How to avoid Injury When Exercising at Home

When you’re exercising under the guidance of a coach or trainer, you know you’re safe. They monitor your form and technique, tell you how much weight to lift, and stop you before things can go awry. Avoiding injury when you’re training at home, however, is an entirely different story.

So, how can you stay safe while getting your sweat on at home? Here are a few helpful tips.

How to Avoid Injury When Training at Home

1. Don’t Do Anything You Can’t Bail Yourself Out Of

When you attempt a heavy back squat at the gym and get stuck at the bottom, you don’t have to worry too much. Either a coach or fellow athlete can help you out. Or, you’re in an environment where it’s perfectly safe to drop even the heaviest weights on the floor.

This likely won’t be the case at home.

There might not be someone there to get you out of a heavy lift when you get stuck. And unless your home gym is totally decked out, you might not have the proper flooring for dropping weights.

This means that you shouldn’t lift anything that you can’t safely get yourself out of.

Some pieces of equipment can help you with this. For example, one of the coolest features of the Tempo smart home gym system is that it helps stop you from lifting more than you should. By sharing your goals with the smart gym, it gives you personalized recommendations for the workouts, weights, sets, and reps you should do.

Plus, with their new foldable (and seriously space-efficient) squat rack, you can safely load the barbell for front and back squats. Get your squats in even without a spotter — and then fold it up and store it away.

2. Monitor Your Form as Closely as Coach Would



squats holding ball

We’re only human, and when we’re training alone with no one to watch, it’s only natural that our form will sometimes get a little sloppy.

Nobody’s perfect, but we definitely want to avoid letting our technique go too much, because this can easily contribute to injury. One of the simplest ways to do this is set up a mirror in front of you. This makes it easy to correct your positioning and make sure you’re performing exercises safely.

If you’re using a smart home gym setup, you might also get some assistance here. For instance, Tempo will monitor your form and make recommendations based on what it “sees.” Say you perform a squat and you’re falling forward into your toes too much. Tempo will tell you to put some of that weight back in your heels.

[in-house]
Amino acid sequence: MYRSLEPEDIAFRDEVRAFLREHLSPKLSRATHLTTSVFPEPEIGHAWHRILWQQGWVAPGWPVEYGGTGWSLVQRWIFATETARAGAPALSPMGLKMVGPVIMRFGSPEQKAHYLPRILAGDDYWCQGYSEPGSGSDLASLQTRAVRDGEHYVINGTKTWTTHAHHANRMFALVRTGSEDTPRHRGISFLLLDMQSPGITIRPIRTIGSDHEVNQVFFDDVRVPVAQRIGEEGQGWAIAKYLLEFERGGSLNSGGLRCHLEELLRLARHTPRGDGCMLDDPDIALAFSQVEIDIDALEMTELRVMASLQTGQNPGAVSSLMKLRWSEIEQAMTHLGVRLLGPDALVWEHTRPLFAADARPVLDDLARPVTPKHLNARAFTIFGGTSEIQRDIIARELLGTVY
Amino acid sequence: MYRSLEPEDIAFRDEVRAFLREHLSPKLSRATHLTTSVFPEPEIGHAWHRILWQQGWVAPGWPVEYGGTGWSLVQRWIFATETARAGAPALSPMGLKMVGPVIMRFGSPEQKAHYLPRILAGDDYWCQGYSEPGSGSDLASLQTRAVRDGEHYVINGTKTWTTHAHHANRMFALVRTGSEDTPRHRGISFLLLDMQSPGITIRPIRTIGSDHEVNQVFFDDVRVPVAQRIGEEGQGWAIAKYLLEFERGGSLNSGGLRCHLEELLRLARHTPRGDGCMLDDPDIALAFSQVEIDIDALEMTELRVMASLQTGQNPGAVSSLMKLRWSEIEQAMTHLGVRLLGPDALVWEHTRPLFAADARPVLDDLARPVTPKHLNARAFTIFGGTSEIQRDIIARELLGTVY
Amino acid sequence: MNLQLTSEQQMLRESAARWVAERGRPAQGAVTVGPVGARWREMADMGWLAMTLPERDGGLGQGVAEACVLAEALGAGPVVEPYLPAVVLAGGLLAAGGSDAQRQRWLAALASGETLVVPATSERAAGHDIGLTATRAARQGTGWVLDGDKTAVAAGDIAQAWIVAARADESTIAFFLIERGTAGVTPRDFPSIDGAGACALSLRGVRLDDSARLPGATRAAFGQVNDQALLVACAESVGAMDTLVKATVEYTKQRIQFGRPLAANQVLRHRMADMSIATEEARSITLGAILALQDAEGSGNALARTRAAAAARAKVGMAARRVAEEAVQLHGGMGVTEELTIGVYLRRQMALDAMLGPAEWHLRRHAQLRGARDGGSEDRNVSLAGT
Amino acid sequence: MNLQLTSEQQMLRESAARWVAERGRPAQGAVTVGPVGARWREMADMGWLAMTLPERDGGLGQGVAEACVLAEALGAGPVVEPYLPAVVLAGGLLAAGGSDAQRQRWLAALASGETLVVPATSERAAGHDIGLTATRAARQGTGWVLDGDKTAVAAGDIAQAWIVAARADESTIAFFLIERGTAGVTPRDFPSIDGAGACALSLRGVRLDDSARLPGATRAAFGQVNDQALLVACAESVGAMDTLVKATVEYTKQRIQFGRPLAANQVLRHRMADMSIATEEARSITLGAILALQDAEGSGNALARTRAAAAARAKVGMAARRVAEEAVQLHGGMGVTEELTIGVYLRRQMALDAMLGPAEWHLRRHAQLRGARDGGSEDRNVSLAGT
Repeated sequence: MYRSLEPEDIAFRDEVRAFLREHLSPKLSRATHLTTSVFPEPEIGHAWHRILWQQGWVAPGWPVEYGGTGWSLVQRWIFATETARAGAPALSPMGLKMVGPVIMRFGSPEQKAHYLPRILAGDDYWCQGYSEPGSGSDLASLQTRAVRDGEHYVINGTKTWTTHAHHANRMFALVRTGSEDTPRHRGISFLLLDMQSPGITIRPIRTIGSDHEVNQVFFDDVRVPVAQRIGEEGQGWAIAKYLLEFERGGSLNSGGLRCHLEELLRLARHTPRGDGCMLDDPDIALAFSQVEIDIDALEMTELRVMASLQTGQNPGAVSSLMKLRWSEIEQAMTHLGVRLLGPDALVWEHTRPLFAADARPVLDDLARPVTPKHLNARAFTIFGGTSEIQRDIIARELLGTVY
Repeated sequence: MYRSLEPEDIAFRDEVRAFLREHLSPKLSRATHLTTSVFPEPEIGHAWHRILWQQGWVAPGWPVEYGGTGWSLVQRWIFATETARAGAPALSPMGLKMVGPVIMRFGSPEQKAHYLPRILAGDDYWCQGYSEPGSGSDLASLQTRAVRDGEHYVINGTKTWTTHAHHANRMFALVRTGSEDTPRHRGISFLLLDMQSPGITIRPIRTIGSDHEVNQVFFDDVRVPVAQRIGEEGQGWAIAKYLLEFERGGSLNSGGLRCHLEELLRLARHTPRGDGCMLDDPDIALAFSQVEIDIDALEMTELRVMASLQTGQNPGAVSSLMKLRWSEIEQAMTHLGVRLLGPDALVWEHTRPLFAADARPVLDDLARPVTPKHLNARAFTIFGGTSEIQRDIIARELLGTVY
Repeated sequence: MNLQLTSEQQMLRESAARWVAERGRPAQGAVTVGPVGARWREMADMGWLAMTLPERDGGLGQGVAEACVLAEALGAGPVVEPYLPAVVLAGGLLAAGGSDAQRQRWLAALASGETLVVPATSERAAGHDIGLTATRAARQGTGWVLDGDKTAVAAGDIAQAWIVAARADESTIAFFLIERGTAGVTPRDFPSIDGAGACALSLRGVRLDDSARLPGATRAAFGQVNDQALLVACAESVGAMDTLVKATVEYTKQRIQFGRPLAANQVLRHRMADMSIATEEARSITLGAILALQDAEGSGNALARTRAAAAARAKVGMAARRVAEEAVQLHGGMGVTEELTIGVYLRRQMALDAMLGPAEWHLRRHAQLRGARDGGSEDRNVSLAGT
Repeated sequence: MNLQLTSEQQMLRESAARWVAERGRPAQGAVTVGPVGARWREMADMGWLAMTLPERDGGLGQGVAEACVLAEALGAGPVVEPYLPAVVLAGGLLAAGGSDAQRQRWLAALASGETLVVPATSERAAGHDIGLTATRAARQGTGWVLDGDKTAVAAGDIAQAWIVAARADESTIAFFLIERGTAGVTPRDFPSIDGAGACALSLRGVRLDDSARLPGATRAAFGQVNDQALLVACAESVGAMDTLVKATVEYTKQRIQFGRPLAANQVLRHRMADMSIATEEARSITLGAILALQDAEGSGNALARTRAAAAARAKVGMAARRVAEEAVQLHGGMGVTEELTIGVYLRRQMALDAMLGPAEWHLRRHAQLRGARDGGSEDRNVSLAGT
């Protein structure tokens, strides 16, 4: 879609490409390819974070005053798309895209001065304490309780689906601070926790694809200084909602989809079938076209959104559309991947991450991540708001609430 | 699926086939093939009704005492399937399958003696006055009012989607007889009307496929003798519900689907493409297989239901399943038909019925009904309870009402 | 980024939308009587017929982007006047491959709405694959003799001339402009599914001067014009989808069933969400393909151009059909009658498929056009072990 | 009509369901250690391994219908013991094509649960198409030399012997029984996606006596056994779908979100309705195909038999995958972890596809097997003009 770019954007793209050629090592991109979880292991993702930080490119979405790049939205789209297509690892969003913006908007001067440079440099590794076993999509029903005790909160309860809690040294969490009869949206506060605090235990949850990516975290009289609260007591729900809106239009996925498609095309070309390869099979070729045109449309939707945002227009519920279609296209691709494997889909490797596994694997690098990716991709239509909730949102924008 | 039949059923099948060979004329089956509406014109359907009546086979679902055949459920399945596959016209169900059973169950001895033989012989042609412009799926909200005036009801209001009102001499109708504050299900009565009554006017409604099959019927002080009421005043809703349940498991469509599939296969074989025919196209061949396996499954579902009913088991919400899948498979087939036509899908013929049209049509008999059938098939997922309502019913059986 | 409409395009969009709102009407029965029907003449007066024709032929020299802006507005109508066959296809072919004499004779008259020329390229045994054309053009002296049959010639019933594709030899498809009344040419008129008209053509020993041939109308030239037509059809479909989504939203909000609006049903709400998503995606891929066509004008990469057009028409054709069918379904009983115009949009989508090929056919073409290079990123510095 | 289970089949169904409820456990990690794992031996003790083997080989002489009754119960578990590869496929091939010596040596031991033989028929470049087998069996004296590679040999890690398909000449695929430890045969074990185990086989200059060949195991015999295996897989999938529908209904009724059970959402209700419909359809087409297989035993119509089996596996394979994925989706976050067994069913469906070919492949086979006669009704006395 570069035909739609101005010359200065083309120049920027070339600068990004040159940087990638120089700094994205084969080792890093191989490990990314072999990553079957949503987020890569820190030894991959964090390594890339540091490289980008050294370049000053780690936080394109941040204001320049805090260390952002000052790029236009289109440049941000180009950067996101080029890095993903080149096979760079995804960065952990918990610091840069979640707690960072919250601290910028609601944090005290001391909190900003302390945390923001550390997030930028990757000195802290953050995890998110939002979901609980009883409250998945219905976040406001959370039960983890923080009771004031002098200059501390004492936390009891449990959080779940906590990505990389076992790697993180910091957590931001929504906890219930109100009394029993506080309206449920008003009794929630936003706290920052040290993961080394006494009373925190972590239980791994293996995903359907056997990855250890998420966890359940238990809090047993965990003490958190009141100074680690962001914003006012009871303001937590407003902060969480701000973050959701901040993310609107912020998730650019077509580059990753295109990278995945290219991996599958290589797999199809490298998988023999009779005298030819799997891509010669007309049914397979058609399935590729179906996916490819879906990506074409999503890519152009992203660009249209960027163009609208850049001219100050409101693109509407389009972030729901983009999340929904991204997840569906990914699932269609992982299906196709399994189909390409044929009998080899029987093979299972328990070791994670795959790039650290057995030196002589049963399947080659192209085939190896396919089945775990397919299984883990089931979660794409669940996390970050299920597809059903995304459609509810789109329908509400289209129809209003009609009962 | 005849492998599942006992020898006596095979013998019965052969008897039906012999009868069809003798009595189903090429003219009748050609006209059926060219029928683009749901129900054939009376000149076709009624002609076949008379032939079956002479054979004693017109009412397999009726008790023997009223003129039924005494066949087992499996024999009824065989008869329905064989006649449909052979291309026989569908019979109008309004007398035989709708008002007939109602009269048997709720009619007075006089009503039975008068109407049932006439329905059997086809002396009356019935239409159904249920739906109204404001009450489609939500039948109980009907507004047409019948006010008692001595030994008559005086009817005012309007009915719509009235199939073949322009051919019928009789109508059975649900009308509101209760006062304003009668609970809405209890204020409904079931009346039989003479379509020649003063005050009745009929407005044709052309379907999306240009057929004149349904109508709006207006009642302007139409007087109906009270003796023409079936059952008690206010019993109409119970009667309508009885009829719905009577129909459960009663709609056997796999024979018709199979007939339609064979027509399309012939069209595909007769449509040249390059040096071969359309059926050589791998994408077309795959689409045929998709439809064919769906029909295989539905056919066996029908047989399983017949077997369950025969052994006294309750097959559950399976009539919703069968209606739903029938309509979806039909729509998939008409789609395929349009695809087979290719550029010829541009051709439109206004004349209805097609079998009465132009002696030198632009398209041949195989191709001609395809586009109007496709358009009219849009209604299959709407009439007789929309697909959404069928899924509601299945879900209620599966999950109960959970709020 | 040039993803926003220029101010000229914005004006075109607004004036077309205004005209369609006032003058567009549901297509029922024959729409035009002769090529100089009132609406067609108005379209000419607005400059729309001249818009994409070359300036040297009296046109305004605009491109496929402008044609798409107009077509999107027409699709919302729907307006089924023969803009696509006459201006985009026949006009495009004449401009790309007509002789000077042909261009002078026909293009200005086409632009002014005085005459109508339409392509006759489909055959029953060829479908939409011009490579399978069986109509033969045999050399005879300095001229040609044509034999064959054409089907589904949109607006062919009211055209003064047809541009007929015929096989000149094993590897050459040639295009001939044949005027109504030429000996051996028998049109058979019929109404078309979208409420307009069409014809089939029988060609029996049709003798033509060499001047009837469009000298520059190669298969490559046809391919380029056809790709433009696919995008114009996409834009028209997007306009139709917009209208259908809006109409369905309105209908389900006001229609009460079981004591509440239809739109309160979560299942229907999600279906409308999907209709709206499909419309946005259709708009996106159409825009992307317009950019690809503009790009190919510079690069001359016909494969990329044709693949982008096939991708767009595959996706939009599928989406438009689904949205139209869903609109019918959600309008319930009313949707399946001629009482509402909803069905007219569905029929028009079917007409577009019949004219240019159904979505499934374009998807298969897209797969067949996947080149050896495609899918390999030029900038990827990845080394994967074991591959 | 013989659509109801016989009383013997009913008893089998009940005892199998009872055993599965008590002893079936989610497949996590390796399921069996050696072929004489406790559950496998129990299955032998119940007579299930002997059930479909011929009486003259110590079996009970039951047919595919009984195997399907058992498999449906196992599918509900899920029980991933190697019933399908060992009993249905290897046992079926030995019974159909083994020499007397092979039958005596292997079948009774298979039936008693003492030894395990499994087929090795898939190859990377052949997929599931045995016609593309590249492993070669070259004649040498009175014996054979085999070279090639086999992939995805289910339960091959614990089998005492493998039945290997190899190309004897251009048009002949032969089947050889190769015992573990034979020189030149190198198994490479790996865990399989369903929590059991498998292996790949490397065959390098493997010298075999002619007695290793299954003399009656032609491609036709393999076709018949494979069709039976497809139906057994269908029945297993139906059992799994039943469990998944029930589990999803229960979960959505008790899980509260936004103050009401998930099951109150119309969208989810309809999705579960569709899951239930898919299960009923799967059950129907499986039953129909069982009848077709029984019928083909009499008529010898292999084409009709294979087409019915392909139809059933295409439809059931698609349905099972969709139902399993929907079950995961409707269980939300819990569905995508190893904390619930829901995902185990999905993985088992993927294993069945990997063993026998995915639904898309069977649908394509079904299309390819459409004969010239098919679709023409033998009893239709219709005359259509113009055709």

This may seem like a small adjustment, but it’s still important. It’s a tiny tweak, yes. But imagine doing potentially hundreds of squats across a single month. If you’re not squatting properly, it can add up and really spell trouble.

3. Stick to a Routine, Just Like You Would in Class

When you attend any kind of fitness class, what do you notice? They probably start by warming you up with stretching, mobility, and exercises to get your heartrate up, if necessary.

Then comes the actual workout, often followed by a cooldown — perhaps more mobility.

Your coaches and trainers are doing this for a reason, and it’s because it’s the proper routine to help you train safely and efficiently. Therefore, you should treat your home workouts the same!

As tempting as it might be to jump right into the workout itself, slacking on the warmup and cooldown is a big no-no. This is going to be especially important if you spend most of the day sitting.


woman siting on floor with a laptop in living room


Sticking to a routine also means having days when you don’t train at home. You can instead treat these as active recovery and engage in something low-impact, like walking or yoga. Rest is good. Training is when you break your muscles down. Recovery is when you build them back up again.

4. Switch Up Your Home Workouts

When you’re training at home alone, it can be easy to only do the exercises that you love most, ignoring the rest (especially your weaknesses).

However, this can lead to overuse of those muscles, which can then lead to strains and injuries.

This is easily avoidable, though. You just want to be sure that you’re not performing the same exercises back to back. For example, if squats are on the agenda on Monday, do deadlifts the next day. 

5. Have an Accountability Buddy

Just because you’re training at home doesn’t mean you can’t still train next to a friend. Why not schedule a Zoom workout with a fellow athlete? Not only will you push each other to work hard, but you’ll also be able to keep an eye on each other and make sure you’re both making smart choices.


woman waving her hand at someone on her phone


Plus, it’s another set of eyes on your technique.

Avoiding injury when you’re training at home requires you to be a little more self-aware; but if you do that, you’ll be able to stay healthy and fit long-term, and continue working toward your goals.

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